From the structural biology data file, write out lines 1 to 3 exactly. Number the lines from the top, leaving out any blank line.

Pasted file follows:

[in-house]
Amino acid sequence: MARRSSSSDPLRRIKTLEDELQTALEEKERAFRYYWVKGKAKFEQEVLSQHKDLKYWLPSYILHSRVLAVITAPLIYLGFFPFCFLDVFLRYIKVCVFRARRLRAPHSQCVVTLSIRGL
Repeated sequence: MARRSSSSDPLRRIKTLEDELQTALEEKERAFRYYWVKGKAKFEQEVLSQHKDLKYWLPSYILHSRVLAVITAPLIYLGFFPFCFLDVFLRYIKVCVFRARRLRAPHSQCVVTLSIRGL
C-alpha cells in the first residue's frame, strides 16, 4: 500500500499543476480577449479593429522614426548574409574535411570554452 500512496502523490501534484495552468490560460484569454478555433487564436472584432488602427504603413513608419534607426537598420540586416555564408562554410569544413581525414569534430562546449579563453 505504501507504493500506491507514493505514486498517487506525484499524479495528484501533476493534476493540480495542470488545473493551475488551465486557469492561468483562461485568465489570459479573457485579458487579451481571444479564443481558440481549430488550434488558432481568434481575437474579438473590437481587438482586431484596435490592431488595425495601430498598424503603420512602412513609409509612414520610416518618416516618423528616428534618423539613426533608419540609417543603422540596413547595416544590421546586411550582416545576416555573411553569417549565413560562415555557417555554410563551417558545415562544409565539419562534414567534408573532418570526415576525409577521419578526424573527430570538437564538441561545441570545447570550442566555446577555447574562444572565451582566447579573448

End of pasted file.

[in-house]
Amino acid sequence: MARRSSSSDPLRRIKTLEDELQTALEEKERAFRYYWVKGKAKFEQEVLSQHKDLKYWLPSYILHSRVLAVITAPLIYLGFFPFCFLDVFLRYIKVCVFRARRLRAPHSQCVVTLSIRGL
Repeated sequence: MARRSSSSDPLRRIKTLEDELQTALEEKERAFRYYWVKGKAKFEQEVLSQHKDLKYWLPSYILHSRVLAVITAPLIYLGFFPFCFLDVFLRYIKVCVFRARRLRAPHSQCVVTLSIRGL